Threatened Species of Shark Bay
Shark Bay World Heritage Area is a refuge for some of the world’s most endangered animals and plants. Its isolated islands and peninsulas have been largely spared the feral predators and habitat destruction that wreaked havoc on mainland Australia. The importance of these habitats in protecting vulnerable wildlife, and providing scientific information on the impact of habitat change, was a major factor in Shark Bay being declared a World Heritage site.
Two of Shark Bay’s islands, Bernier and Dorre Islands, are the last stronghold for five critically endangered land mammals – four of which occur in the wild nowhere else on Earth.
An ecological restoration project is underway on the largest of Shark Bay's islands, Dirk Hartog Island. This project aims to restore habitats, remove feral cats and reintroduce ten species lost from the island during its pastoral era. It will also introduce two native species not previously known to occur on the island.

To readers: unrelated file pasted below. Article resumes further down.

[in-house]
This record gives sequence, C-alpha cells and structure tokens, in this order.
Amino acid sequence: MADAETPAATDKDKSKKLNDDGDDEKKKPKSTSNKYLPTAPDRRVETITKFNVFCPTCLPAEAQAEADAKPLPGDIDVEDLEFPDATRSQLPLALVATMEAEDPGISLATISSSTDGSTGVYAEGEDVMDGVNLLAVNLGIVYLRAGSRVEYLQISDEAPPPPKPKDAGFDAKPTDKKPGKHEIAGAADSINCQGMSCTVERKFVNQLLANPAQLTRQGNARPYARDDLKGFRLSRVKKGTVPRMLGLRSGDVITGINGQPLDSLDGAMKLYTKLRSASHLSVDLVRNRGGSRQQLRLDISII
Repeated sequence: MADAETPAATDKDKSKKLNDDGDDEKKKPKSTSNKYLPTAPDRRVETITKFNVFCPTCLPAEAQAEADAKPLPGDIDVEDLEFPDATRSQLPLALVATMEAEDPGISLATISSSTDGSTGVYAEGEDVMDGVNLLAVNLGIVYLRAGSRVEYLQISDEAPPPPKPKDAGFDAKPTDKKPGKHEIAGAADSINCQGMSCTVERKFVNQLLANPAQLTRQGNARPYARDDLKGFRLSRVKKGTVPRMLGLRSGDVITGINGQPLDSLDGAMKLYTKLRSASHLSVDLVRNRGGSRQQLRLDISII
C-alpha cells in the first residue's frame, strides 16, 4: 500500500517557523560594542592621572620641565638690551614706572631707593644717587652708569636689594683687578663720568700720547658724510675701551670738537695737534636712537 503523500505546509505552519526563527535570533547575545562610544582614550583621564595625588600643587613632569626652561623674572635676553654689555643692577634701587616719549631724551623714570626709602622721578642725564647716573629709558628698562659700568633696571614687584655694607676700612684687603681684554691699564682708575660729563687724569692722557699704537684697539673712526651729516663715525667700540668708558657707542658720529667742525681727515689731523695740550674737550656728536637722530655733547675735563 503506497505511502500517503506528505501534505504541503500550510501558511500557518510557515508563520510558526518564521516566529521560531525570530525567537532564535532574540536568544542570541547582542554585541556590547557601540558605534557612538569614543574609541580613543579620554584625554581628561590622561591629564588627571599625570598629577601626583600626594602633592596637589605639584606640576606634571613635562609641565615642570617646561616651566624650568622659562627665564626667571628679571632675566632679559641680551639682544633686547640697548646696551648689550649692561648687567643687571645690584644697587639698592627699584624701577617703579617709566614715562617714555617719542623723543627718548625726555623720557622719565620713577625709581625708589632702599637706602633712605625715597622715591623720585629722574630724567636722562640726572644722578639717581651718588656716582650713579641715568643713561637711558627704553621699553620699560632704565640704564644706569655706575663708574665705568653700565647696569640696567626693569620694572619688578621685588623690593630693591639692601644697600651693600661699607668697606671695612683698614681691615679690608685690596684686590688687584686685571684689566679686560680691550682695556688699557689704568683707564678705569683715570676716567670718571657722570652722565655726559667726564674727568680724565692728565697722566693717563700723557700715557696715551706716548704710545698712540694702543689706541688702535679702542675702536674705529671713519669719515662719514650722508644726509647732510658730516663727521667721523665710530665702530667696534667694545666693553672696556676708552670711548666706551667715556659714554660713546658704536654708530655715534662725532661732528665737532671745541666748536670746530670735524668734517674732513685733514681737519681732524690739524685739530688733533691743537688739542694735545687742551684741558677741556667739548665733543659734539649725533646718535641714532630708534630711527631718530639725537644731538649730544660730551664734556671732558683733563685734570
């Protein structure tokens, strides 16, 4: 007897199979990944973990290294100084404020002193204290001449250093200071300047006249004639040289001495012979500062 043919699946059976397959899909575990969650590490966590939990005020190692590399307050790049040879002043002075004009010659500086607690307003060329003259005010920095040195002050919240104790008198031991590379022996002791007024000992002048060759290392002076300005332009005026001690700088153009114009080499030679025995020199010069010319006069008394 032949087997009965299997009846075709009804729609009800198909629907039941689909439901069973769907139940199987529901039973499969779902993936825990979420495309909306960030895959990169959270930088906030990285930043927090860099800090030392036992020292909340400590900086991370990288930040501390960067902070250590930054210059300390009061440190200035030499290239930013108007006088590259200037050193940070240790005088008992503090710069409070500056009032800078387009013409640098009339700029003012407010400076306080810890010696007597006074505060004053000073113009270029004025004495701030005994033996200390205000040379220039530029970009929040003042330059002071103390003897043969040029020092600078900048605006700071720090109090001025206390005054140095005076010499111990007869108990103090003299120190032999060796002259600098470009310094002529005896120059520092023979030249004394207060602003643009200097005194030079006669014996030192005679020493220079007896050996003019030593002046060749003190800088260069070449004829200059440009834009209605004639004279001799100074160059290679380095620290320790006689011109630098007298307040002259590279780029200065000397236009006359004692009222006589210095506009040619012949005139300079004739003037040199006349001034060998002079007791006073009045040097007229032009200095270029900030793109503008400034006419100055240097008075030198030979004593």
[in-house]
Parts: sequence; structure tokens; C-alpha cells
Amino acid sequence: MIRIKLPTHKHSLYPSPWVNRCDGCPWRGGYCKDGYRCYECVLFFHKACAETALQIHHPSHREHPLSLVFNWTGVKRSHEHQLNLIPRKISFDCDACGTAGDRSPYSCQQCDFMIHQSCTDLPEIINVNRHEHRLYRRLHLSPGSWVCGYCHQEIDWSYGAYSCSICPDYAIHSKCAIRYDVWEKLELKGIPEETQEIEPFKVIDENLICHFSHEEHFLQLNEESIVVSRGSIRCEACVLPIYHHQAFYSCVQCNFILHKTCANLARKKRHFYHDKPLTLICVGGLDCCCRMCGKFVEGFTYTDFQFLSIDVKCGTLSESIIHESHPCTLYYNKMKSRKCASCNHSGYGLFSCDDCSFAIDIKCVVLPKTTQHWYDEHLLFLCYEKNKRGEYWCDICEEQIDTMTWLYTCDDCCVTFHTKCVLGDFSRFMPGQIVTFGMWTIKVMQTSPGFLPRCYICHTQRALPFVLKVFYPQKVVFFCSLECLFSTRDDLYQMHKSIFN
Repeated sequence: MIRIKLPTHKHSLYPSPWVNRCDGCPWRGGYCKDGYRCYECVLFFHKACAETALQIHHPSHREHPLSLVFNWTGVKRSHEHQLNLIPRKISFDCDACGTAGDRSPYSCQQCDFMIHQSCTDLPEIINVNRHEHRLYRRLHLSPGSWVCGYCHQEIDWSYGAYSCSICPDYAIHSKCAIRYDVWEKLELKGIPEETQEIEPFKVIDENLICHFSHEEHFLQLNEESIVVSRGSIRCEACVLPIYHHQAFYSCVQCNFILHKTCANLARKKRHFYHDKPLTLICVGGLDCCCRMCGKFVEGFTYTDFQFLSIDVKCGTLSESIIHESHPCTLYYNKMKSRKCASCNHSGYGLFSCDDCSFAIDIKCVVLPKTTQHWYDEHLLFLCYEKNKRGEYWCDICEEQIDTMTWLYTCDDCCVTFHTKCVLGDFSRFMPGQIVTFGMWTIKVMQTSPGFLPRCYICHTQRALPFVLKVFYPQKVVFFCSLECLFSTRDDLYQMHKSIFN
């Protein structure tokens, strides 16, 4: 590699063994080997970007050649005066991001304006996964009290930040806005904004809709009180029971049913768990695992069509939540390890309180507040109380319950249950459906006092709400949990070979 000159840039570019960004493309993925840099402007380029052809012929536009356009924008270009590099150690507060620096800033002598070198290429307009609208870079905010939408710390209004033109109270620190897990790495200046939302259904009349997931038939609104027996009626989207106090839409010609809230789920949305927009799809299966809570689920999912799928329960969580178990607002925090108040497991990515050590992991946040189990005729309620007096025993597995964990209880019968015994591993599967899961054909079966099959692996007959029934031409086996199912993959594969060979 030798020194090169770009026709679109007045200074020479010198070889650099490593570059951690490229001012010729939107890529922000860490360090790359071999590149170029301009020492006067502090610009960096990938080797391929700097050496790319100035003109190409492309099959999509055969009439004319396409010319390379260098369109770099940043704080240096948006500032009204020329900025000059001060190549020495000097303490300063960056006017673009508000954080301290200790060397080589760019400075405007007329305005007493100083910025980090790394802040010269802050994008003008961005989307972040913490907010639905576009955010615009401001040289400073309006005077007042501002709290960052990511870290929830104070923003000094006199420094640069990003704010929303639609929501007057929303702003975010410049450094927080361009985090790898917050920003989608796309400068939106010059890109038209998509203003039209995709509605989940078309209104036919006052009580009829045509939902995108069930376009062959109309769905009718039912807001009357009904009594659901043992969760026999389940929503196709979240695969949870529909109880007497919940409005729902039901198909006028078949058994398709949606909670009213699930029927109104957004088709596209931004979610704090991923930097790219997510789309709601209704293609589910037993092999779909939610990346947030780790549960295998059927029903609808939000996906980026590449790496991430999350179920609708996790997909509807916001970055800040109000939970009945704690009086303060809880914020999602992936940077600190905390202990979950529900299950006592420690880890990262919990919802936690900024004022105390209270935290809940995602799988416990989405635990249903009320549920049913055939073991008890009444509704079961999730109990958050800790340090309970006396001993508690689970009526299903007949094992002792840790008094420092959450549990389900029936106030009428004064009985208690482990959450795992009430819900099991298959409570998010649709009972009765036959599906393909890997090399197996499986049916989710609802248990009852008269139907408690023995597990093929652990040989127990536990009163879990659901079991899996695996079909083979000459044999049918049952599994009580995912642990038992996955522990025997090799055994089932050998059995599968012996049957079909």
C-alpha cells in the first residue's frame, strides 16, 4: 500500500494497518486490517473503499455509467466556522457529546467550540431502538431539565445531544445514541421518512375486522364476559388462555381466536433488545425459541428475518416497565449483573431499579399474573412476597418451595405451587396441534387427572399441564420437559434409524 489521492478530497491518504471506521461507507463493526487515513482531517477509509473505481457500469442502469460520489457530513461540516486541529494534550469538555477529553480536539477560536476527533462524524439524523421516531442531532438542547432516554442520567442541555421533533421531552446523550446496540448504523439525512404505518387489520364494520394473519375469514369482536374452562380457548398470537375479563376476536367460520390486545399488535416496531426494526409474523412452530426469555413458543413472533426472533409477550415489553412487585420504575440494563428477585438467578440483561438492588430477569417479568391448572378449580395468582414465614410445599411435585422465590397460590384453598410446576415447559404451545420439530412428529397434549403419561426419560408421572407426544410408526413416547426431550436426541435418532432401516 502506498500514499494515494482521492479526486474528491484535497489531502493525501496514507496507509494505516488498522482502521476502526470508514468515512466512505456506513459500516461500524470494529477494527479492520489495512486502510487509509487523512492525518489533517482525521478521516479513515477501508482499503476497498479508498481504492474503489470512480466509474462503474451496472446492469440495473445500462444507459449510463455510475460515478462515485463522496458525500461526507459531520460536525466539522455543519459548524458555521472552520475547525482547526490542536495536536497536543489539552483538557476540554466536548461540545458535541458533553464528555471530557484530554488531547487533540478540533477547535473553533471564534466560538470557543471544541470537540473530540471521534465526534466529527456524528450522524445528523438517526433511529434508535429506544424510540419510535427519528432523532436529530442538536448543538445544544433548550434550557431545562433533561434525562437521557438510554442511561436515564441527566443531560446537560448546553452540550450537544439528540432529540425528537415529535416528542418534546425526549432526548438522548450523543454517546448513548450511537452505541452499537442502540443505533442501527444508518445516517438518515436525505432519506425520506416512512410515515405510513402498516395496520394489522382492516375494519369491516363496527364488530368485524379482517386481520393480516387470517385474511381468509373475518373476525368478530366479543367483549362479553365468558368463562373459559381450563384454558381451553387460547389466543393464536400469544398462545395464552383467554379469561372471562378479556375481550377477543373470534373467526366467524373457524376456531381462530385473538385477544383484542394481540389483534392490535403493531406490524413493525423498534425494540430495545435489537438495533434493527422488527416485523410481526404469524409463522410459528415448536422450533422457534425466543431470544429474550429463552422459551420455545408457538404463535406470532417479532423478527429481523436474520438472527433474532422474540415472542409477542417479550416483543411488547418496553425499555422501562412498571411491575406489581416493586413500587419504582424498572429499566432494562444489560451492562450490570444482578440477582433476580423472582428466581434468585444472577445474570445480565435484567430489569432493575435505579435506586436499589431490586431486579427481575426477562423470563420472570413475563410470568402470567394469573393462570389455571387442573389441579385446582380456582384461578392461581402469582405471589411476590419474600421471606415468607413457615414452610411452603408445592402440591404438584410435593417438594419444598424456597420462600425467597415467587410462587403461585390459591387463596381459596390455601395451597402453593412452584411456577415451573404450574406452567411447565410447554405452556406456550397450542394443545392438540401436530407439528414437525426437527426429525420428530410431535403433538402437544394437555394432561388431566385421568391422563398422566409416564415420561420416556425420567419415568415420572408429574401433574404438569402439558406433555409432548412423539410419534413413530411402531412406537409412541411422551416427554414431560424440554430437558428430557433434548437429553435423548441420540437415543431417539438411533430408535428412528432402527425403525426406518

In other parts of Shark Bay, cats, foxes and grazing stock have been removed in order to allow the ecosystem to rejuvenate. Captive-bred animals have been introduced to places such as Francois Peron National Park as part of Project Eden, a local conservation initiative.
The Australian Wildlife Conservancy has established a wildlife sanctuary on Faure Island. After removing cats and goats they successfully introduced a number of species. Find out more here.
Shark bay mouse (Pseudomys fieldi)
Spiny-tailed skink (Egernia stokesii)
Small dragon orchid Caladenia barbarella
Shark Bay also features many endemic plants, including two threatened species.
For more information about Western Australian wildlife, check out the WA Museum Fauna Base website. Learn more about Western Australia’s plants at the West Australian Herbarium’s FloraBase website.